Std. dev (°C) 1.0 0.9 0.5 0.9 0.4 
Max (°C) 9.1 15.9 24.9 18.0 16.2 
Min (°C) 5.4 12.3 22.6 13.9 14.6 
p1 5.4 12.3 22.6 13.9 14.6 
p2 5.5 12.4 22.6 13.9 14.6 
p5 5.7 12.9 22.8 14.4 14.8 
p10 5.8 13.3 23.1 15.1 14.8 
p90 8.5 15.7 24.5 17.4 16.1 
p95 8.8 15.8 24.7 17.8 16.2 
p98 9.1 15.9 24.9 18.0 16.2 
p99 9.1 15.9 24.9 18.0 16.2 
Figure 2

Annual cycle of (a) mean monthly air temperature, (b) its standard deviation, (c) cumulative distribution of mean annual air temperature, (d) mean, maximum and minimum monthly precipitation amounts, (e) standard deviation and coefficient of variation of monthly precipitation and (f) cumulative distribution of annual precipitation amounts for the period 1961–1990 for the Opuzen meteorological station.

Figure 2

Annual cycle of (a) mean monthly air temperature, (b) its standard deviation, (c) cumulative distribution of mean annual air temperature, (d) mean, maximum and minimum monthly precipitation amounts, (e) standard deviation and coefficient of variation of monthly precipitation and (f) cumulative distribution of annual precipitation amounts for the period 1961–1990 for the Opuzen meteorological station.

The empirical cumulative distribution of the mean annual air temperature for Opuzen is shown in Figure 2(c). The percentiles that determine extreme values of annual and seasonal mean temperatures are given in Table 1.

Precipitation

The lower Neretva river catchment has a maritime annual cycle (Figure 2(d)). During the cold half-year (October–March) this area receives more precipitation than in the warm half-year (up to 70% of the annual total on average). The monthly amounts were above 150 mm from October to December, with the maximum in November (180 mm). The lowest monthly precipitation amounts occurred in the warm period of the year (April–September).

In some years, a considerable deviation from the average precipitation conditions by months was observed. The coefficient of variation indicated such a high interannual variation in the mean monthly precipitation amounts (Figure 2(e)). These coefficients were higher than 50% for each month, with the maximum in July.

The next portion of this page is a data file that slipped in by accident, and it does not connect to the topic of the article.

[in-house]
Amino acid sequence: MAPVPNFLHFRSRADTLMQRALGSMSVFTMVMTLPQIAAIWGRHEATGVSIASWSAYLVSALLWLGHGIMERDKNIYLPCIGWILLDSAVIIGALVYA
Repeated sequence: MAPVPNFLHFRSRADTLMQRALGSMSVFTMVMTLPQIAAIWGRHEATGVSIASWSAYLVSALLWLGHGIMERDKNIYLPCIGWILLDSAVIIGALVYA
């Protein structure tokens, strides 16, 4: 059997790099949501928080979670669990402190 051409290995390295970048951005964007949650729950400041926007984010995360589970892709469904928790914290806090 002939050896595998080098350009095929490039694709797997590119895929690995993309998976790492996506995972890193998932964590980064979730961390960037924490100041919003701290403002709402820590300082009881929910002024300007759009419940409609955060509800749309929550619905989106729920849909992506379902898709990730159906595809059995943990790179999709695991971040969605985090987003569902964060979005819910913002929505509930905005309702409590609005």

The CDF of annual precipitation is shown in Figure 2(f). The percentiles that determine extreme values are given for annual and seasonal precipitation in Table 2. For all observed return levels on the right tail of the distribution (90–99th percentile), the highest seasonal values of precipitation amounts can be found for winter and autumn. In contrast, extremely dry seasons are those with precipitation amounts lower than the second percentile. This value was the lowest for summer (21 mm) and the highest for autumn (182 mm). On a monthly scale, there may have been no precipitation at all from July to October and in January, whereas for other months, the second percentile values ranged between 11 and 34 mm (not shown).

Table 2

Basic statistics (mean, standard deviation, coefficient of variation, maximum and minimum) for annual and seasonal precipitation amounts and the percentiles from the corresponding empirical distributions for the reference period 1961–1990 for the Opuzen meteorological station

  DJF MAM JJA SON Year 
Mean (mm) 416.3 281.9 170.4 436.2 1308.5 
Std. dev (mm) 184.0 100.5 82.1 156.2 223.4 
cv (mm) 0.45 0.36 0.49 0.36 0.17 
Max (mm) 851.4 549.7 342.1 739.5 1734.6 
Min (mm) 69.5 95.0 33.8 173.0 710.3 
p1 69.5 95.0 33.8 173.0 710.3 
p2 72.6 97.3 35.4 174.7 725.9 
p5 100.1 117.8 49.5 189.5 866.5 
p10 128.9 159.0 61.3 227.6 1047.0 
p90 659.3 417.6 296.3 667.1 1636.5 
p95 768.7 492.7 331.1 694.3 1661.0 
p98 843.1 544.0 341.0 735.0 1727.2 
p99 851.4 549.7 342.1 739.5 1734.6 
  DJF MAM JJA SON Year 
Mean (mm) 416.3 281.9 170.4 436.2 1308.5 
Std. dev (mm) 184.0 100.5 82.1 156.2 223.4 
cv (mm) 0.45 0.36 0.49 0.36 0.17 
Max (mm) 851.4 549.7 342.1 739.5 1734.6 
Min (mm) 69.5 95.0 33.8 173.0 710.3 
p1 69.5 95.0 33.8 173.0 710.3 
p2 72.6 97.3 35.4 174.7 725.9 
p5 100.1 117.8 49.5 189.5 866.5 
p10 128.9 159.0 61.3 227.6 1047.0 
p90 659.3 417.6 296.3 667.1 1636.5 
p95 768.7 492.7 331.1 694.3 1661.0 
p98 843.1 544.0 341.0 735.0 1727.2 
p99 851.4 549.7 342.1 739.5 1734.6 

Observed trends

Time series of the mean seasonal and annual air temperature and precipitation amounts, with the associated trend lines and their mean values from the reference period 1961–1990, are shown in Figures 3 and 4, respectively.

Figure 3

Time series of mean seasonal and annual air temperatures with associated trend lines for the period 1961–2015 for the meteorological station Opuzen. Corresponding decadal trend values (in °C/10 yrs) are given on each panel, and the significant trends at the 5% level are indicated by *.

Figure 3

Time series of mean seasonal and annual air temperatures with associated trend lines for the period 1961–2015 for the meteorological station Opuzen. Corresponding decadal trend values (in °C/10 yrs) are given on each panel, and the significant trends at the 5% level are indicated by *.

Figure 4